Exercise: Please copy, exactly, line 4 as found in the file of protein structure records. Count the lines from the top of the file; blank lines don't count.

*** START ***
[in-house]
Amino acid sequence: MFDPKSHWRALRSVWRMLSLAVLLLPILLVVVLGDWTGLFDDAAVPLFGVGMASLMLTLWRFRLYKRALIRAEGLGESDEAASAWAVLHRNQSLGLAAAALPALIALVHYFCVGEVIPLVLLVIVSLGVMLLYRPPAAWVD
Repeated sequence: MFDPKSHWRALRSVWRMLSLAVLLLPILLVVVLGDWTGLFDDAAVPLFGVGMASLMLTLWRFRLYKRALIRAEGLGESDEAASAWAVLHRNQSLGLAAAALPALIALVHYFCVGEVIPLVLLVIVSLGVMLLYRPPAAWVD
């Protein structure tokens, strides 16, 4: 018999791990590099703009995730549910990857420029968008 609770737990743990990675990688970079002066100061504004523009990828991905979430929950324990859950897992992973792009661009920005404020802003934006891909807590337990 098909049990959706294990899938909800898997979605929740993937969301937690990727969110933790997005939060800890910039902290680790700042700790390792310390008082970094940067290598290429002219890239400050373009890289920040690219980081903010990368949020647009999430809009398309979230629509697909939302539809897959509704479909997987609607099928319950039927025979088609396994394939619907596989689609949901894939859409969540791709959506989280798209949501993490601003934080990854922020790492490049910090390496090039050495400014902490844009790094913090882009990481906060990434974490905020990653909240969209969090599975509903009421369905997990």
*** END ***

């Protein structure tokens, strides 16, 4: 018999791990590099703009995730549910990857420029968008 609770737990743990990675990688970079002066100061504004523009990828991905979430929950324990859950897992992973792009661009920005404020802003934006891909807590337990 098909049990959706294990899938909800898997979605929740993937969301937690990727969110933790997005939060800890910039902290680790700042700790390792310390008082970094940067290598290429002219890239400050373009890289920040690219980081903010990368949020647009999430809009398309979230629509697909939302539809897959509704479909997987609607099928319950039927025979088609396994394939619907596989689609949901894939859409969540791709959506989280798209949501993490601003934080990854922020790492490049910090390496090039050495400014902490844009790094913090882009990481906060990434974490905020990653909240969209969090599975509903009421369905997990």